School of Computer Science
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Research Interests



Autosub 6000
Autosub 6000 being recovered.

I do research in a number of different fields within artificial intelligence (AI), but the unifying theme is reasoning under uncertainty. I believe consideration of uncertainty is the area of AI where the most significant recent progress has been made, and will prove to be an extremely important tool as AI techniques are applied in more and more real-world situations. My research can be broadly categorized into work on autonomy, planning, scheduling, diagnosis, and machine learning.

Autonomous Robotics

I am interested in the general problem of how to build autonomous systems. This includes problems such as how to interleave planning and execution, architectures for autonomy, state estimation in real-time, optimising resource usage in autonomous vehicles and execution monitoring.


My interest in planning is mostly in using Markov decision problems (MDPs) to represent planning tasks in which there are actions with uncertain effects, multiple goals or rewards, and potentially uncertainty about the state of the system. I think one of the major contributions of AI has been to identify subclasses of general problems for which efficient algorithms exist. That is, to identify and exploit structure where it is present in problems. I am interested in finding efficient solution techniques for MDPs that have compact representations and hopefully also compact solutions. More recently, I have been using partially observable MDPs to plan information gathering actions in applications such as searching for hydrothermal vents on the sea floor, or exploring a new environment.

I also have an interest in more classical approaches to planning, although still with uncertainty. In particular, I have worked on contingent planning problems,  using techniques from graph-plan to generate heuristic estimates of the value of adding a branch at a particular point in a plan.

Machine Learning

The Justin robot used in the GeRT project.

My interest in machine learning is quite broad, but the majority of my published work has been in reinforcement learning, in particular in optimal exploration and structured representations. The exploration problem involves deciding between exploiting knowledge you already or exploring in the hopes of learning something that will let you do better in the future. The optimal exploration policy of a reinforcement learning problem can be defined as an MDP over the space of possible experiences. However, this MDP cannot be solved in practice. The work I have done in this area has been in trying to find heuristics that approximate a local solution to this  exploration MDP .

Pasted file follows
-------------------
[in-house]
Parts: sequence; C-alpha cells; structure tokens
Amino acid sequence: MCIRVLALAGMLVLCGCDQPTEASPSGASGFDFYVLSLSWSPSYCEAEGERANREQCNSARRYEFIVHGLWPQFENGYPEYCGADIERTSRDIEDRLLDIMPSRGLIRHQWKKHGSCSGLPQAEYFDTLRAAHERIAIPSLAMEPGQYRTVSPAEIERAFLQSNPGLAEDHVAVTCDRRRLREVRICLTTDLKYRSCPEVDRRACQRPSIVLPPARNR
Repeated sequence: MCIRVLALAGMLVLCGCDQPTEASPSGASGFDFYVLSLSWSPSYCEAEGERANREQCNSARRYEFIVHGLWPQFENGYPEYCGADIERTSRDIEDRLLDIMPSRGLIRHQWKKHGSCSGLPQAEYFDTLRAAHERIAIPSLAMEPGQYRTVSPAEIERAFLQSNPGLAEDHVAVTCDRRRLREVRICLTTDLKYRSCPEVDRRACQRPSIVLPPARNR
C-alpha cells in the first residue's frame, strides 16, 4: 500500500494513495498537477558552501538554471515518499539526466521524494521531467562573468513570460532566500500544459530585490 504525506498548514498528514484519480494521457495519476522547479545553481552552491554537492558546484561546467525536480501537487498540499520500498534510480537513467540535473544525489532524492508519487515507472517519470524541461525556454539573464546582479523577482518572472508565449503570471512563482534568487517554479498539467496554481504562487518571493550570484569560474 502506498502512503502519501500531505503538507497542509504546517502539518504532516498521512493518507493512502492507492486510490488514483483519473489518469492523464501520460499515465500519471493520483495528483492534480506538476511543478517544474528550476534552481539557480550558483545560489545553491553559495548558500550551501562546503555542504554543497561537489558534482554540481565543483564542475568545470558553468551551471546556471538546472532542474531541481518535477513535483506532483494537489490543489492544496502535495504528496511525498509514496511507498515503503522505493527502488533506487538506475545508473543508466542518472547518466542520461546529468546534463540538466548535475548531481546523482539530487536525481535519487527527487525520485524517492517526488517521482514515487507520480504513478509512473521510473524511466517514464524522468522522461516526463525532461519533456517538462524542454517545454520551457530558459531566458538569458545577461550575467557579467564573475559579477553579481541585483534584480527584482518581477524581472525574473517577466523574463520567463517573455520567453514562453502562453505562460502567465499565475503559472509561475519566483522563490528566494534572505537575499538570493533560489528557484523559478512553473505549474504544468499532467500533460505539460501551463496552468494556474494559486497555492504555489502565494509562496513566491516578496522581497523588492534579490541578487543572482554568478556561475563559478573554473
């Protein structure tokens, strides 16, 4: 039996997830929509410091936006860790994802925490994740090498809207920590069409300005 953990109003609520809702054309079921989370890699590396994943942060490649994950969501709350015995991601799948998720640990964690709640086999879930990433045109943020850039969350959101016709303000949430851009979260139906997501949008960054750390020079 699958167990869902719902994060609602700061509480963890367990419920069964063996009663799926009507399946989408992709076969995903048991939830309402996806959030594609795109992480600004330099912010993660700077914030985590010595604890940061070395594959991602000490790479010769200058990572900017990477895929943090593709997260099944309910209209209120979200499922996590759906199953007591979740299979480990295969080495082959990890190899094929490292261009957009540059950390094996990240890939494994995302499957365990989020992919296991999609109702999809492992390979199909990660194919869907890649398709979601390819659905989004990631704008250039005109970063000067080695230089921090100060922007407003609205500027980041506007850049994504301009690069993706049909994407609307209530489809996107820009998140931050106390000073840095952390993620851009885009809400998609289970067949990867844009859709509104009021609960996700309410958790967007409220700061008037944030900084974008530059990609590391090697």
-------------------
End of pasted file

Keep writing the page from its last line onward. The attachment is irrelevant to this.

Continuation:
My work in diagnosis of hybrid systems (discussed below) has left me with the strong impression that building models of these systems is a very hard problem. With this in mind, I have recently been looking at approaches to learn these models directly from data, perhaps with some input from the user to indicate which discrete mode of the system is generating a particular part of the data.

This interest in learning models from data is also reflected in the GeRT project, where we are interested in learning models of actions from data in the form of hand-built programs.


Uncertainty about resource usage is as much an issue in scheduling problems as it is in planning. An example of the kind of problem I am interested in is a space telescope that only transmits data to the ground at certain intervals, and must optimize its use of onboard storage for images, without knowing in advance how big a particular image will be after compression. Scheduling problems in which there are explicit models of uncertainty are a relatively new area in which there are many interesting problems to explore.


The K9 rover
Fault detection on K9.

From 2000-2004 I worked in the Model-Based Diagnosis and Recovery group at NASA Ames Research Center. In that time I have seen a number of interesting diagnosis problems for which new techniques need to be developed. The area that interests me most is diagnosis of hybrid systems. The problem is to track the state of a system described in terms of both continuous and discrete variables. In principle, diagnosis on these models is simply Bayesian belief updating as observations arrive. However, this is rarely computationally feasible in practice. Instead my research has concentrated on doing Monte Carlo approximate belief update using particle filters.  Diagnosis problems present some unique challenges for sample-based approximations such as particle filters, and most of my research in this area has been on overcoming those obstacles.